3. Pingback: academhack » Blog Archive » Digital Humanities Jobs

  4. It’s a very interesting field to say the least. While some may argue that in every field as digital technology begins to take over globally that an individual should have some ability with computers and information systems. However, within the fields of Digital Humanities and New Media Communications (the flip side of the same coin where the process instead of the content is refined), the study of technology as a means is imperative. I know it sounds obvious, but I have encountered many educational scenarios where I was quite simply informed that someone else would have the skills necessary to put content out “There”. As far as jobs in the fields go, because the current job hunting system relies on traditional roles it becomes very difficult for DH and NMC students and professionals to find a job that takes advantage of the full range of skills they have. But I believe that this shouldn’t dishearten the job searcher. Rather the professionals and students should get creative. Ultimately as Matt K. pointed out names change but the field will stay the same. It might grow or change slightly, but it will still attract the same types of people just like every other profession out there.

  5. I was delighted to stumbled across this post (via AcademHack) and to see digital humanities emerging. Though slightly dated now, I highly recommend Martha Brogan’s extensive report on digital American Literature–relevant to the humanities at large ( You might also be interested in my blog series about changes in humanities publishing, which is very relevant to the emerging identity of digital humanities (

  6. Would anybody have any recommendations for the best course/qualification in the digital humanities? I’ve just finished my PhD and would like to blend my interest in history and computers and digital humanities seems like something that could do this. Thanks!

    • Hmm, depends what you want to do. A lot of digital humanities folks in my generation (those who did graduate work in the 1990s) got started by working on digital humanities projects at places like IATH, MITH, etc. Depending on the direction you want to go, you might consider coursework in cultural studies, textual studies, information/library science, or computer science. You could also consider attending a summer institute, such as the Digital Humanities Summer Institute ( or one of the NEH Summer Institutes ( Good luck!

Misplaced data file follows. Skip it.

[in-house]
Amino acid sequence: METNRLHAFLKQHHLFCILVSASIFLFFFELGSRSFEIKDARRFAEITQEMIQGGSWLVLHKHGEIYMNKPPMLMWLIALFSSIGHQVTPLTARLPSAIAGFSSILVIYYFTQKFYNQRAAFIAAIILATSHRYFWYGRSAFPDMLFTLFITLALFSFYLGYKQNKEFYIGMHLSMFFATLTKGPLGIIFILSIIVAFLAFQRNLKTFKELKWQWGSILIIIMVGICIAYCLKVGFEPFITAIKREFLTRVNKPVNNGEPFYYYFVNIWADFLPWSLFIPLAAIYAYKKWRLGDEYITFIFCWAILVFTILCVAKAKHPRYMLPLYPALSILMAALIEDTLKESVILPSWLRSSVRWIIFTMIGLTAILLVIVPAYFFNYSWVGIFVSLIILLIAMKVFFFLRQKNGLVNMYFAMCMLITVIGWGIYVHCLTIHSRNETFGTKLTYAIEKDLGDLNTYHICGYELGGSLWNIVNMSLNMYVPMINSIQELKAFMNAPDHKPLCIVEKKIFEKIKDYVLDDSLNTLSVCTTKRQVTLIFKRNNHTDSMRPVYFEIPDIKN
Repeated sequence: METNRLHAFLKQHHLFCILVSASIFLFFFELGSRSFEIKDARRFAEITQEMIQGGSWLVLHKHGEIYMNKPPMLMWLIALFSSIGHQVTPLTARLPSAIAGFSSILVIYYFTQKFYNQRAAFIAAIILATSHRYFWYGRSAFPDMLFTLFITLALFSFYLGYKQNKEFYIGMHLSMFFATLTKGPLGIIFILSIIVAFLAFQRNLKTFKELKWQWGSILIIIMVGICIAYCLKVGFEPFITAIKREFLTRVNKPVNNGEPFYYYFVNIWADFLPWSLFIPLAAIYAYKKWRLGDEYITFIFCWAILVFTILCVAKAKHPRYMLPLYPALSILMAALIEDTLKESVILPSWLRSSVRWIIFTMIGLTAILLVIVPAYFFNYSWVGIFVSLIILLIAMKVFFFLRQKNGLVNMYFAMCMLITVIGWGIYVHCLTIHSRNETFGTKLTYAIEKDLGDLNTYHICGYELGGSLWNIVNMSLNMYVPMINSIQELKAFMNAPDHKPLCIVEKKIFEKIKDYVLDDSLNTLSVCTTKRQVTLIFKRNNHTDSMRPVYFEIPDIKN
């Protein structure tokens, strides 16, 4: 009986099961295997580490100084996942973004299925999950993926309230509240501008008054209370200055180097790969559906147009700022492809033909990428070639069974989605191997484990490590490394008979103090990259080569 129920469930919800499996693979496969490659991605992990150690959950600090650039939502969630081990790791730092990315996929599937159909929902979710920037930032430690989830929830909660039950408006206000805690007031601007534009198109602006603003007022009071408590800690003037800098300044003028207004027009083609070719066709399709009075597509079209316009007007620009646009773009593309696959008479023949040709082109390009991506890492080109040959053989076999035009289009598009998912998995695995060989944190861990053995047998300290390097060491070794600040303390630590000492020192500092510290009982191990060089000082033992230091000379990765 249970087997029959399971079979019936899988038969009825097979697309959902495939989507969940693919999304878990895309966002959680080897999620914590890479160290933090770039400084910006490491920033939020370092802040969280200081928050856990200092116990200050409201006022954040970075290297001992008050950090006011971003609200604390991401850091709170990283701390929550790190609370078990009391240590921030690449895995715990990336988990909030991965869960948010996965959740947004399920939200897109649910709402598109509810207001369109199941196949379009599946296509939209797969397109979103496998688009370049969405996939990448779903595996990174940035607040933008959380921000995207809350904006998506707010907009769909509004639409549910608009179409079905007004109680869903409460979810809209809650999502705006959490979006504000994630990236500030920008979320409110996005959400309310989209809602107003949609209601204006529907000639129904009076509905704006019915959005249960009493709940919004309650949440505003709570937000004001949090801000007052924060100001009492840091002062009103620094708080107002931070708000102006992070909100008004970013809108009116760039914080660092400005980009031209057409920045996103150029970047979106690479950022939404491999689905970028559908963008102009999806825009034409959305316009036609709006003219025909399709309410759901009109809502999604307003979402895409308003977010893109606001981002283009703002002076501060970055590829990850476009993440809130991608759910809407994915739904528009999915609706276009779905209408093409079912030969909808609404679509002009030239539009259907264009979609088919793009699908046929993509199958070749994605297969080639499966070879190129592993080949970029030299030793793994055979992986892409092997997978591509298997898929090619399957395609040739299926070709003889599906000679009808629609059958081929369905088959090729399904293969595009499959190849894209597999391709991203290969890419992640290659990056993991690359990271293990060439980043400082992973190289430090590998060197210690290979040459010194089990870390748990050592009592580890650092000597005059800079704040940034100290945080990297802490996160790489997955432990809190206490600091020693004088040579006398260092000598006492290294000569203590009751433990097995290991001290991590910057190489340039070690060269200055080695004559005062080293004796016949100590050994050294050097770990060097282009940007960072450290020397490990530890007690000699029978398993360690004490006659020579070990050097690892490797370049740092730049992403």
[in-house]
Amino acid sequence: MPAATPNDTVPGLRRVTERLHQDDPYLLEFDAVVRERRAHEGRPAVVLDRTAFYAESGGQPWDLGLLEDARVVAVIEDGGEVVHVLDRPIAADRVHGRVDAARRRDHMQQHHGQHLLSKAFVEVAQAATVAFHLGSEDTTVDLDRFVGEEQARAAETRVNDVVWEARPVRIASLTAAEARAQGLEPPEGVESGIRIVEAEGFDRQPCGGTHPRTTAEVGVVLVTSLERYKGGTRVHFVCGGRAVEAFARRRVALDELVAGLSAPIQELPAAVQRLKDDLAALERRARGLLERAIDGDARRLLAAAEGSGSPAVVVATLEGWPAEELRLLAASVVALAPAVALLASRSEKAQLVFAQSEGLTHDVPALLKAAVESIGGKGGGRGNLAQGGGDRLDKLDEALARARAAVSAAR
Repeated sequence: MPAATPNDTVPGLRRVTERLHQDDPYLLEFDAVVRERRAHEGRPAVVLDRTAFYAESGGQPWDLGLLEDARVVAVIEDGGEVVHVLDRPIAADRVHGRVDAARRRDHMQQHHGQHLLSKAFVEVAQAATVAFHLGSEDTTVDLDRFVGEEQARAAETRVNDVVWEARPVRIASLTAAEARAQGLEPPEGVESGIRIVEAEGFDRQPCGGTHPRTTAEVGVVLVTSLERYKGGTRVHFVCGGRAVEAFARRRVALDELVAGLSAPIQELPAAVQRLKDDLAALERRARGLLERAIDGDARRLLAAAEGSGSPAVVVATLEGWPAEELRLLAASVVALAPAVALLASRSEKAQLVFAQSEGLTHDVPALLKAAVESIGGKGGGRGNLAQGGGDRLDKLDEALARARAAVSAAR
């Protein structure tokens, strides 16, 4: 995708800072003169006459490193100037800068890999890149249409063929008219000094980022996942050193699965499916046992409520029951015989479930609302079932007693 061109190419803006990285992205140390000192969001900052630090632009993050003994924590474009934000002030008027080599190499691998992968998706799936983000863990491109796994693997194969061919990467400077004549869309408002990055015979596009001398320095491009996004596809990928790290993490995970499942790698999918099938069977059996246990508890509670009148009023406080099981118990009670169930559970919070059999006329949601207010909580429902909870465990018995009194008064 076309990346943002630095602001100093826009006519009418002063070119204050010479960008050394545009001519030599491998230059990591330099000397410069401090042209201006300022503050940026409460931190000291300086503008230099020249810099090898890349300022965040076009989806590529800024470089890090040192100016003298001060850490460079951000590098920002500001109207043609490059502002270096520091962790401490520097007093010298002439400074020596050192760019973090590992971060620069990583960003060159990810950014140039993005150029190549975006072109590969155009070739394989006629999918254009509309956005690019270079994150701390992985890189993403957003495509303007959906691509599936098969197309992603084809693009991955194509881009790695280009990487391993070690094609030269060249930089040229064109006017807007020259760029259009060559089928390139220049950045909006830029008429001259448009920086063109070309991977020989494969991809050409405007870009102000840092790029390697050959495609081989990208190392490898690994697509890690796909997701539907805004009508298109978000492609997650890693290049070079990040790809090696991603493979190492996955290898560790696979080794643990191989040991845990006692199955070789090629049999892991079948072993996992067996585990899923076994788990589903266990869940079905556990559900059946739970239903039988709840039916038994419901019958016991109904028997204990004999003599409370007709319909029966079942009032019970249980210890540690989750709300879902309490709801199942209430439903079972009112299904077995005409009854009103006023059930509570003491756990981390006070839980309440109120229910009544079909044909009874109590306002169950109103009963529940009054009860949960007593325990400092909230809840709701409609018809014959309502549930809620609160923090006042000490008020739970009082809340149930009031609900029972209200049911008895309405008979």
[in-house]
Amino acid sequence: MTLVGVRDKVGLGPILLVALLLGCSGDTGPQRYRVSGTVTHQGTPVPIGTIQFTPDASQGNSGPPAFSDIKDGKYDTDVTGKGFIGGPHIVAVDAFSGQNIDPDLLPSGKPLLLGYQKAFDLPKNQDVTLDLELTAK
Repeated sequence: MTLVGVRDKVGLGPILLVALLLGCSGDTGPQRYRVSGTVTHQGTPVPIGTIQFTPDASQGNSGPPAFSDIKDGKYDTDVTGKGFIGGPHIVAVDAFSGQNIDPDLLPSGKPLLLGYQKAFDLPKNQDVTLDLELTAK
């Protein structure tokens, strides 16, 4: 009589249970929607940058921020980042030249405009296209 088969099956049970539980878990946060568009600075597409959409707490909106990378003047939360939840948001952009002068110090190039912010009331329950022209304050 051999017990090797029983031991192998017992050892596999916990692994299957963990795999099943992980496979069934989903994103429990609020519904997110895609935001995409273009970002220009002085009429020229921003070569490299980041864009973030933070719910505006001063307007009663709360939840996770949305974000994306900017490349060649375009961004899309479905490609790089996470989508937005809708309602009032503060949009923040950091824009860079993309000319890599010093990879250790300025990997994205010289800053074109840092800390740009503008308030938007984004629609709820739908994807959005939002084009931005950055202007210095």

7. Thanks very much, Lisa. I wasn’t aware of those differences so that’s a start. Indeed, I’m not quite sure what the difference is between well-designed websites with a humanities theme, and the digital humanities. At the risk of sounding foolish, what are the principal differences between both? I would like to learn how to design really cool websites that would allow me to bring primary sources/scholarship from centuries ago to a wider audience. My area is early modern history so I’d like to have the technical know-how to be able to re-imagine and perhaps even re-enact (a bit advanced at the moment!) that period through building really cutting edge websites. The problem is I do not know what course would be best to develop these skills; what skills, for instance, should I be looking for in courses? Indeed, I’m not sure if what I’m seeking fits under the definition of ‘digital humanities’ in the first place. Thanks a million.

  8. Great piece. I think if the search for DH or “DH-inflected” jobs were wider than MLA – exclusively linguistic/literary fields of study, to include, for instance, CAA (College Art Association), or many of the other professional associations, it would uncover even more DH jobs. DH needn’t continue to be tethered to MLA, English, or Literature.

  9. I would absolutely second that, Ronald. I’d say one of the key characteristics of DH is the expansion of connections between traditional disciplines and the ability to augment our ever-present text with the generally more accessible material in other formats (images and sounds). And a note here to plug Diane Zorich’s recent study on art history, “Transitioning to a Digital World: Art History, Its Research Centers, and Digital Scholarship”